A congressional response to the Supreme Court’s controversial Citizens United ruling in January moved a little closer to reality today with the introduction of the so-called DISCLOSE Act in the House and Senate.
The Court’s 5-4 decision in Citizens United v. Federal Election Commission lifted a ban on the use of corporate general treasury funds for independent expenditures in federal elections. The ruling triggered an unabated torrent of words between its corporate supporters and its campaign finance reform opponents.
That verbal battle continued today. The DISCLOSE Act (Democracy is Strengthened by Casting Light on Spending in Elections) was introduced in the House by chief sponsor Rep. Chris Van Hollen (D-Md.), and in the Senate, by chief sponsor Sen. Charles Schumer (D-N.Y.). The lawmakers said they hoped Congress would act on the legislation by the end of July.
The main focus of the legislation is disclosure. It would impose comprehensive new disclosure requirements on corporations, labor unions, trade associations and non-profit advocacy groups that spend money for independent expenditures or electioneering communications to influence federal elections.
Among the requirements, the CEO of a corporation or head of any other “covered” organization would have to personally appear in the organization's independent expenditure or electioneering communication TV ads and take responsibility for the ad by stating that the corporation or other organization approves the message. The same statement must be read by the CEO or head of the organization in a radio ad. The legislation also requires the top funder of a TV or radio ad also to appear in the ad and take responsibility.
Foreign corporations with domestic subsidiaries, federal contractors, and TARP recipients who have not repaid their funds would be banned from spending their money on politics. Here are some of the statements today by business and reform groups reacting to the legislation:
U.S. Chamber of Commerce President Thomas Donohue: “With unemployment near 10% and millions of Americans out of work, Congress should be more concerned about creating jobs than protecting their own. It’s no coincidence that Rep. Van Hollen is the chair of the Democratic Congressional Campaign Committee and Sen. Schumer is immediate past chair of the Democratic Senatorial Campaign Committee. Sen. Schumer even admits his legislation is designed to ‘impact’ this fall’s elections ‘as much as possible.’”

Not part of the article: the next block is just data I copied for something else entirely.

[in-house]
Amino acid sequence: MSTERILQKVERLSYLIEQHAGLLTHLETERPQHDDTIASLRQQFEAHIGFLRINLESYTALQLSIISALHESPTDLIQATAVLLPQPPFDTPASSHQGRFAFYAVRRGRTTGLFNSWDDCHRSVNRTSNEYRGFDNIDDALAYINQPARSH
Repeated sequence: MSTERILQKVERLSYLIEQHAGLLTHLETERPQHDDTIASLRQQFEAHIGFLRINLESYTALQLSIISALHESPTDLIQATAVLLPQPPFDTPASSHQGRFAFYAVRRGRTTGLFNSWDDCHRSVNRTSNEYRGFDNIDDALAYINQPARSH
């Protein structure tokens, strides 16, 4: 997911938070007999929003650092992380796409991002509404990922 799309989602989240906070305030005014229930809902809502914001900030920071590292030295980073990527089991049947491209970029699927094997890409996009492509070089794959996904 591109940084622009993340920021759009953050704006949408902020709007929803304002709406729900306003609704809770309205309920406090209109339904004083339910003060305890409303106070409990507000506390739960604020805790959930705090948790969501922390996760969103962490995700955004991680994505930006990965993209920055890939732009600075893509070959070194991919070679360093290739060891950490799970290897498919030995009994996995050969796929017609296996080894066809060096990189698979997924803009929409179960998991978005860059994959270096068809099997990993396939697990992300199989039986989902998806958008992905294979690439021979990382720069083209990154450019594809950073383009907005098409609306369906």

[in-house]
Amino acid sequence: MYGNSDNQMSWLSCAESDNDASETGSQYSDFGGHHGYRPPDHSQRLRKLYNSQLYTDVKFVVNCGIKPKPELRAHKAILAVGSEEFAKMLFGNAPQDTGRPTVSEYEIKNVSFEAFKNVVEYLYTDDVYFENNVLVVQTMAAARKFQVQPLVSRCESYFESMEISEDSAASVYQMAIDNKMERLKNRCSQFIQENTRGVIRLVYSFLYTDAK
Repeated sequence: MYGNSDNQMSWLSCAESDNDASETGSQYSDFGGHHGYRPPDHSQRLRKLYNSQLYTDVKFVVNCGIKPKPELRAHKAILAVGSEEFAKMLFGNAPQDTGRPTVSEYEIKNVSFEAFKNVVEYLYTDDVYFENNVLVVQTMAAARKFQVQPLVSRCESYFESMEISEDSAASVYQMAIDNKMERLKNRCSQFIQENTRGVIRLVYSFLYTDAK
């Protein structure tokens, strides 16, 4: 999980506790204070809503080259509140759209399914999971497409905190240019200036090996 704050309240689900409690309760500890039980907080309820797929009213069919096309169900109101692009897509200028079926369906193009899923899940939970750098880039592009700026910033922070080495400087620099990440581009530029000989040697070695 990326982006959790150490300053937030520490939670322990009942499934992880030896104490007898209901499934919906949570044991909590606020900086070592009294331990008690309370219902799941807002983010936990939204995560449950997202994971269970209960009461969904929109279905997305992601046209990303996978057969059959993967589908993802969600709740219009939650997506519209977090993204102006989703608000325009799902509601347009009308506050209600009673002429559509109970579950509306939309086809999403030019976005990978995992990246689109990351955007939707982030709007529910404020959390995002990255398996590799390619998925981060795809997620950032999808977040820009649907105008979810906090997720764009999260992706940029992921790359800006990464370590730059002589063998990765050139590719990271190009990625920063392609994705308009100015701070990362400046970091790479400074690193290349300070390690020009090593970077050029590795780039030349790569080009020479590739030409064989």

Theodore Olson, partner in the Washington office of Gibson, Dunn & Crutcher, and winning counsel in Citizens United: “Though it comes wrapped up in language of ‘transparency,’ the plain intent of the Schumer and Van Hollen legislation—the purpose invoked by its sponsors—is to discourage people from exercising their constitutional right to free speech. One can understand why today's party leaders may want to silence discussions on their continued fitness for office, but the First Amendment simply does not tolerate it.”
Center for Competitive Politics President Bradley Smith: “The First Amendment says ‘Congress shall make no law… abridging the freedom of speech,’ not ‘Congress should protect some speech, but feel free to hyper-regulate the political speech of businesses and nonprofits.’”
Brennan Center for Justice attorney Ciara Torres-Spelliscy: “A key piece of Schumer -Van Hollen's bill is disclosure -- which is the least that we can ask of corporations in the new post-Citizens United era. Another important piece of legislation now moving through Congress is the Shareholder Protection Act, which would give shareholders a chance to see how their money is being spent in a political context they may or may not support.”
Democracy 21 President Fred Wertheimer: “The Chamber of Congress has attacked the legislation introduced today, claiming it will
muzzle and or demonize independent voices from the election discussion.’
As the Supreme Court said in the Citizens United case, however, disclosure and disclaimer requirementsdo not prevent anyone from speaking,’ and disclosure `permits citizens and shareholders to react to the speech of corporate entities in a proper way.’”
People For the American Way President Michael Keegan: “Only a constitutional amendment or new ruling can truly 'fix' Citizens United, but the DISCLOSE Act goes far in mitigating its corrosive effect on our democracy. Americans want government by the people, not corporations. But as long as corporations have the ability to pour money into elections, Americans have the right to know how that money is being spent.”